Anyone with a bad headache is likely mumbling the same mantra: “Make it stop!”
Unlike pain elsewhere in your body, a bad headache really can’t be ignored. Headaches come in many varieties but each fits under the umbrella of either primary — like the most common tension headache, migraine and cluster — or secondary, headaches which have an obvious cause such as hangover, head trauma, brain tumor or infection. While some primary headaches are brought on by stress or dehydration, others are hereditary.
Because June is National Migraine Awareness Month, Dr. Dennis Lipton, internal medicine specialist at Vail Valley Medical Center, outlines causes, cures and complexities of several types of headache.
For starters, if you’ve had a lasting, pounding headache and it is accompanied with other symptoms like fever, nausea, vomiting, blurred vision or numbness and tingling, don’t simply pop some painkillers and wait it out. Seek medical attention right away. People who suffer from migraines — which are generally hereditary — take migraine-specific medication (triptans) and can usually tell immediately when the pain begins that it is a migraine rather than a tension headache because the symptoms often do include nausea and visual changes.
“My job as a physician is to make this important differentiation and ensure that a headache does not represent something more worrisome,” Lipton said. “That’s why, if someone has a new, changed or otherwise unexplained headache, it’s important to get it evaluated. Many people with disruptive headaches that don’t respond well to over-the-counter medications have diagnosed themselves with chronic sinus problems, eyestrain or tension headache. They may actually meet criteria for migraine and are missing out on effective treatment.”
Doctors also prescribe triptans for cluster headaches, which are a rare but extremely painful and characterized by acute pain on one side of the head that occurs in clusters — sporadically throughout the day or over several weeks. People suffering from cluster headaches tend to pace around and act very agitated, in contrast to the migraine sufferer, who usually just wants to lie down in a dark, quiet place. Other medications prescribed to prevent migraine or cluster headaches include propranolol, verapamil or topiramate.
Try some o2
Medicine isn’t always the answer, however. For tension headaches, a cold compress to the forehead, massage, meditation or light exercise such as a brisk walk can help tremendously. The best over-the-counter medications are acetaminophen or ibuprofen. Here in the high country, a very common cure for headaches of all varieties is oxygen.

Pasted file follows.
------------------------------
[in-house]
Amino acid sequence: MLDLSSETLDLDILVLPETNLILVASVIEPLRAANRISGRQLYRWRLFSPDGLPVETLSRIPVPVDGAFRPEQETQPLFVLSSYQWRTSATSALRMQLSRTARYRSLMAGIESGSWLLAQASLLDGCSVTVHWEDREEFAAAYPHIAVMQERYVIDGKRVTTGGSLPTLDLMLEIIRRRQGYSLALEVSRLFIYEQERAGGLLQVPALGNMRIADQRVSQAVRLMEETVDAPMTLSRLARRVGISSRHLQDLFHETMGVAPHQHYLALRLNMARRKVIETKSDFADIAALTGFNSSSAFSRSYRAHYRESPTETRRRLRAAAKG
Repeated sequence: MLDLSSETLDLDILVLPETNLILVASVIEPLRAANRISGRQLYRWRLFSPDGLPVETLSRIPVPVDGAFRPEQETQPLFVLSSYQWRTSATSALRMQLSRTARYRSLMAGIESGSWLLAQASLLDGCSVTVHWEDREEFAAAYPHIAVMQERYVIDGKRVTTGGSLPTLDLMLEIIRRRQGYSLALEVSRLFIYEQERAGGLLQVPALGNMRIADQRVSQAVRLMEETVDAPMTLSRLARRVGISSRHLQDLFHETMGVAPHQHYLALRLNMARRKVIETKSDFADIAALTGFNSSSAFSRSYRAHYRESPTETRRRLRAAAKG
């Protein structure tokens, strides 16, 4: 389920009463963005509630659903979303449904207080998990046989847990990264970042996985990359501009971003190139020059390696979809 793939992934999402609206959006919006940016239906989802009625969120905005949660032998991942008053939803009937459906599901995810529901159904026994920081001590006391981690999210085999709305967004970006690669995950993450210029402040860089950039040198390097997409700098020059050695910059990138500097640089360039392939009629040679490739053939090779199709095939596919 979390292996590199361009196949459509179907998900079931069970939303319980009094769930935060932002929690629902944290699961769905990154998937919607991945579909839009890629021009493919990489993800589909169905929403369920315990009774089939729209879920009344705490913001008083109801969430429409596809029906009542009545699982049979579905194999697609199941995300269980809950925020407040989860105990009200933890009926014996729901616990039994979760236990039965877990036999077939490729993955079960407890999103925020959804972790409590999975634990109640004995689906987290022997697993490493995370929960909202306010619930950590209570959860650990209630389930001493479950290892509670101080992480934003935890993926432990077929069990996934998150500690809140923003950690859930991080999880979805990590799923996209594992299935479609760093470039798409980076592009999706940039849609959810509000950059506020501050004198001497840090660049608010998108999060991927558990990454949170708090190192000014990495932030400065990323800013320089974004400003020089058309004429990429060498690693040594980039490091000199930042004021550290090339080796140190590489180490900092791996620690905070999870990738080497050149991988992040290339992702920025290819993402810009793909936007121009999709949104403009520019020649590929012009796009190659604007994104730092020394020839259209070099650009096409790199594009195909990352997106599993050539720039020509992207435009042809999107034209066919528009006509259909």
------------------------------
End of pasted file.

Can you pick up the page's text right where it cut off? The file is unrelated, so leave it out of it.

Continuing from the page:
“Headache is one of the cardinal symptoms of full blown altitude sickness or acute mountain sickness (AMS),” Lipton said. “Often, a mild, nagging headache is the only symptom people have when they first come to altitude. As long as the headache is mild and is not associated with any other worrisome symptoms, it can be treated symptomatically and should resolve within 48 to 72 hours. For someone who gets migraines, altitude can certainly be a trigger for an episode, so they should come prepared. Also, interestingly, people who get migraines seem to be more prone to getting AMS to begin with.”
HYDRATION IS KEY
Even individuals not prone to migraines or regular headaches should drink plenty of hydrating fluids when visiting the high country, especially if you’re hiking, biking and partaking in vigorous, high-altitude activities. This can help prevent headaches, since dehydration is a common cause (also the culprit behind hangovers). While drinking water helps tremendously, drinking fluids rich in electrolytes — such as Gatorade — can be even better.
“Drinking electrolytes in fluid (sports drinks) as you rehydrate can provide your body the tools it needs to adjust to altitude optimally, as many long-time Vail Valley residents and physicians have discovered. I often recommend it for people struggling with altitude-related headache and hydration problems,” Lipton said.
It’s not always easy to isolate the cause of a headache. Tension headaches can be caused by everything from recurring stress, poor nutrition, exposure to chemicals or fumes, dehydration, lack of exercise, too much exercise or overuse of medication. For individuals who get headaches frequently and don’t know why, Lipton recommends documenting details until a pattern emerges.
“Write down everything you do, everywhere you go, your sleep and wake time and everything you eat, and wait for a headache to happen,” he said. “Alternatively, you can wait until you get a headache, then write down everything from the last 24 hours as noted. Once you find a trigger, do your best to avoid it. Some good general advice, assuming secondary causes have been ruled out, is to maintain a regular schedule of sleeping, eating and exercise.”
Shauna Farnell was contracted by Vail Valley Medical Center to write this story. Email comments to firstname.lastname@example.org.